On screen in press conference and who’s right up next to him Pervez Musharraf, then president of Pakistan. Does he know his country has gone missing? It’s a miracle as sign problem is solved there. You see that the man on the left next to President Bush is President of Pakistan, the country.
I’m very sorry. Mrs. Then if I know what you’re trying to say, but I don’t make this list. Okay just Pakistan isn’t a recognized country. So we cannot send you a wire. I’m very sorry, really. No way. You see the green flag next to the American flag has a light of a crescent moon on it.
That’s Pakistan flag the country flag. They took presidents who are making the country, but she’s bushes talking.She makes the call of all I see and she hangs up my last saw him system. And she laughs. Pakistan is a country. That’s the name.
That wire is fine. It is Palestine and the problem and I’m looking I didn’t know what to say. I say well it is going to be a long day.
Maruf: Well, that’s a very interesting story. So this is something you guys have to live with don’t you? Everyday I guess.
Halil: Read a story and then actually the longer. Obviously, we explain our relation with the bank and how bank treats for Muslim charitable organization what we have got through and so on.
Yeah, right, but this is the book that tells American Muslims story and we hope that the world will recognize oftentimes, also the Muslims in the world wouldn’t know that American Muslims are contributing that much and giving that much for bringing the change to our communities around the world all responsibilities.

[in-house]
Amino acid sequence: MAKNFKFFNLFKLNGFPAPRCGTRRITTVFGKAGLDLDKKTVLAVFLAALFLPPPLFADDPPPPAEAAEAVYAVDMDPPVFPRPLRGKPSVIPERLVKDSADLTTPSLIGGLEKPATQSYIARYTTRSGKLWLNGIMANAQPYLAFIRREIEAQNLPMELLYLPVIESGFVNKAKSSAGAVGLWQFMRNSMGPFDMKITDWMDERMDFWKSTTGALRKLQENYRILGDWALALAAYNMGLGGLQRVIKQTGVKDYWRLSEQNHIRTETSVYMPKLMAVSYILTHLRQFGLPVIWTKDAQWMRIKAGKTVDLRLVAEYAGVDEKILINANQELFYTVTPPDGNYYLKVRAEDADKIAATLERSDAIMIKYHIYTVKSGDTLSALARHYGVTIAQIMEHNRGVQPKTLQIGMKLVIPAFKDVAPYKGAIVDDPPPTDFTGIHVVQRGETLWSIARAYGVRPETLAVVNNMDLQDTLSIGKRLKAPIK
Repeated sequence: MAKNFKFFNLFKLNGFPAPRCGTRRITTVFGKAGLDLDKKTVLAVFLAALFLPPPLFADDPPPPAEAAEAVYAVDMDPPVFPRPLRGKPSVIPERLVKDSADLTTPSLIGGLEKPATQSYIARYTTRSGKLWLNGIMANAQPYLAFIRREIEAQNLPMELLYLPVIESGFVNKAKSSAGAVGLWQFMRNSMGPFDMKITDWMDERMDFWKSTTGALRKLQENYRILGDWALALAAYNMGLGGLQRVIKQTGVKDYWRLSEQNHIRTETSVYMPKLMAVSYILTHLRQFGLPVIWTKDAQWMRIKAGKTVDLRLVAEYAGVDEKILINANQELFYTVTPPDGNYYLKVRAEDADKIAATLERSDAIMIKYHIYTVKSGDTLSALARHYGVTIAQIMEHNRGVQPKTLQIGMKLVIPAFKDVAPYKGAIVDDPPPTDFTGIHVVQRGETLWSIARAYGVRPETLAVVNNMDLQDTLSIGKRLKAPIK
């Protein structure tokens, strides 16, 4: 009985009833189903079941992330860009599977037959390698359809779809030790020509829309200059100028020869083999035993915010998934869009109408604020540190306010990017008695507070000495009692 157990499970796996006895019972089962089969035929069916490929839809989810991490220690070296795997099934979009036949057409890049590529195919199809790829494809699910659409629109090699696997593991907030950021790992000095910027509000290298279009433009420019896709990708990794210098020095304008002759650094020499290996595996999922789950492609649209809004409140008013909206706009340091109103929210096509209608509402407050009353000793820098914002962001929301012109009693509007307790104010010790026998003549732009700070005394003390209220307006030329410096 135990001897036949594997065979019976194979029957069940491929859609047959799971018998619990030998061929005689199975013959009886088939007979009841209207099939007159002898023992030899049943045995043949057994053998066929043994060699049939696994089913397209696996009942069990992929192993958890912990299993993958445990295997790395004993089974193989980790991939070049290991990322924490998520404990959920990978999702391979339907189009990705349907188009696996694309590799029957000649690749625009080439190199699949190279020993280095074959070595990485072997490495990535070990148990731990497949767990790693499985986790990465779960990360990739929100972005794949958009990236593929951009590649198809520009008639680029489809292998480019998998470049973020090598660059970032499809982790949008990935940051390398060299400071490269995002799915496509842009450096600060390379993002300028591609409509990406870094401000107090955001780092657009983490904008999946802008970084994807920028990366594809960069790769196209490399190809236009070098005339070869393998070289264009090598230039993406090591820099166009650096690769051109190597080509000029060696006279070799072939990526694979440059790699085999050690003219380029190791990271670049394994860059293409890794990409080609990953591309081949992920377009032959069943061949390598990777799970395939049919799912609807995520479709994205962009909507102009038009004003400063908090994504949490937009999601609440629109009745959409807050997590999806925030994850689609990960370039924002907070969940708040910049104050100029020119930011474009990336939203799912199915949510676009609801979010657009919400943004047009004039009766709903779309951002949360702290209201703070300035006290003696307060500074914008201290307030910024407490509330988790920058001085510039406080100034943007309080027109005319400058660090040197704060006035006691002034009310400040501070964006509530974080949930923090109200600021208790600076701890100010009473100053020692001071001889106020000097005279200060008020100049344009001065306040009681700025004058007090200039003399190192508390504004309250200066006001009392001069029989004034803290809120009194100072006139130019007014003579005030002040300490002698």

We try to make sure that we are there for our communities and personal world. So we make work better praise every single day.
Maruf: Absolutely. So even though it is a catfish of USA America it is like anyone. I just want to make sure anyone can help them help you like came from Denmark or Europe or any parts of the world can donate and help you guys move forward, right? So I said only for The US Muslim. So, it’s often for everybody. That’s good.
Halil: 90% of our donors are American Muslims or 95% and we have a small percentage of Muslims around the world. It’s very easy to support our programs and also very easy to visit our programs, our projects. You are welcome to be part of it.
You don’t need to donate to use our services. We provide for example comprehensive Zakat related questions about websites at the free services. We published a book, the handbook for the Muslims in the west just making sure the Muslims give their Zakat.
And you don’t need to give to the Zakat Foundation. But please give your Zakat and have some make sure that you know, you contribute to make this world a better place. All websites are the cutout work very easy to remember the Zakat dot org. And you can make a contribution or you can gather more information about us.
Maruf: So as a last question, I would say something I would like to see what would you like to I mean I’ve been so far what you have done, your team has done an amazing job and may Allah make except this. I have this as everlong long-standing legacy for you and your team for many many years to come out.
And may Allah be a lot, you know increasingly or grown faster. I just like to know what would you like to see the guide our nation and in 5 to 10 years? What would you like to see? What’s upcoming fourth from Zakat Foundation? If you can share of course.